After three minutes, small waves begin to emerge in Linda's back muscles. The diaphragm twitches, the body asks for oxygen. From the heaven directly into the hell. There is no shorter way. What was full of peace and harmony before, is not a fight between the instinct to breathe and the consciousness that it is not yet truly necessary.

The body reacts to the low CO2-level in the blood, even though there is enough oxygen circulating to support the vital organs for some minutes. The art of this sport lies in knowing when the asphyxia will lead to unconsciousness and to stop before this. Linda is now over five minutes under water. The cramps in her musculature become stronger. Her hands embrace the edge of the pool and she brings her feet to the ground. At the edge of the pool, everyone is feverish with anticpation.

Lotta screams: 5.30. That is enough. Linda shall not tire herself too much. Another couple of seconds, then she lifts the head. Smiles. She pushes the mask up, removes the noseclip, gives an O.K. sign and says: " I am O.K... " A text book result. The referees wait half a minute to make sure that Linda is clearly conscious and then they hold up the small white cards that show her dive is valid.

Later on, Linda is sitting on the edge of the pool, wearing an orange-red bikini, moving her feet through the water and watching the other competitors.  A Russian is disqualified because his supervisor had touched him before the appraisal. A Swede, because he gave the O.K. sign, before he took off the noseclip. The rules are strict - the disappointment big. Linda is lucky to win the statics for the women and is pleased about the good omen for the further competition days.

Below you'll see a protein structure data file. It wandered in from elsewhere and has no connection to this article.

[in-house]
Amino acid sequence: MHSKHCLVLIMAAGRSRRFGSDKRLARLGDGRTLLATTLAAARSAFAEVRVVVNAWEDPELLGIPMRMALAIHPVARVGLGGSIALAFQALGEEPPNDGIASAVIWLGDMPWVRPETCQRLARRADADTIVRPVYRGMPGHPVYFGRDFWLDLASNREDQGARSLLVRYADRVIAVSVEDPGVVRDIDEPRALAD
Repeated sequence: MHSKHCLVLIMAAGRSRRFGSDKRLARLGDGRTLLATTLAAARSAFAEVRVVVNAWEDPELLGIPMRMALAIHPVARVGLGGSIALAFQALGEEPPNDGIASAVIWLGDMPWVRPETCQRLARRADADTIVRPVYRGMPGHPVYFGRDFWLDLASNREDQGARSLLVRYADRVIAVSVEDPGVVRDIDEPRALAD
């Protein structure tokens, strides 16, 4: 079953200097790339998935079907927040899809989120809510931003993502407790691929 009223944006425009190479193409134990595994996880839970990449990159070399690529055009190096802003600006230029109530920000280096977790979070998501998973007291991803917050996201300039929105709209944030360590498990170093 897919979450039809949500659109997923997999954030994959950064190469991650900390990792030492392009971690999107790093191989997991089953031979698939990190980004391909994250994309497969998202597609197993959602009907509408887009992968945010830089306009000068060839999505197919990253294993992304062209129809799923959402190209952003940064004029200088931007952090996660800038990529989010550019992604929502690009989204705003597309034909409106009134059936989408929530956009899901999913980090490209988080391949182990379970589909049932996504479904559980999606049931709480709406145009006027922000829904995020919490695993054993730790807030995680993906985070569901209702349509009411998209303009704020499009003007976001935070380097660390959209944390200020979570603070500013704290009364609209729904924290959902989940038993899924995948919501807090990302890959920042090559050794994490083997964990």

Alotta linda copy.jpground her neck there is a sign, on which is written in big red letters “single”. A little embarrassed she tells me that she is free and would like not to be! However, any future man should not only be good looking and intelligent, but also rich and ready for marriage. Even in the busy field of the competition, a suitable candidate is yet to be found. Linda has quite something to offer: a perfect bikini body, passionate temper, financial independence, and, of course, she is one of the worlds’ best free divers. There are many admirers, but still no one that meets her wishes. And for the moment she concentrates on the Triple depth competition at the Blue Hole.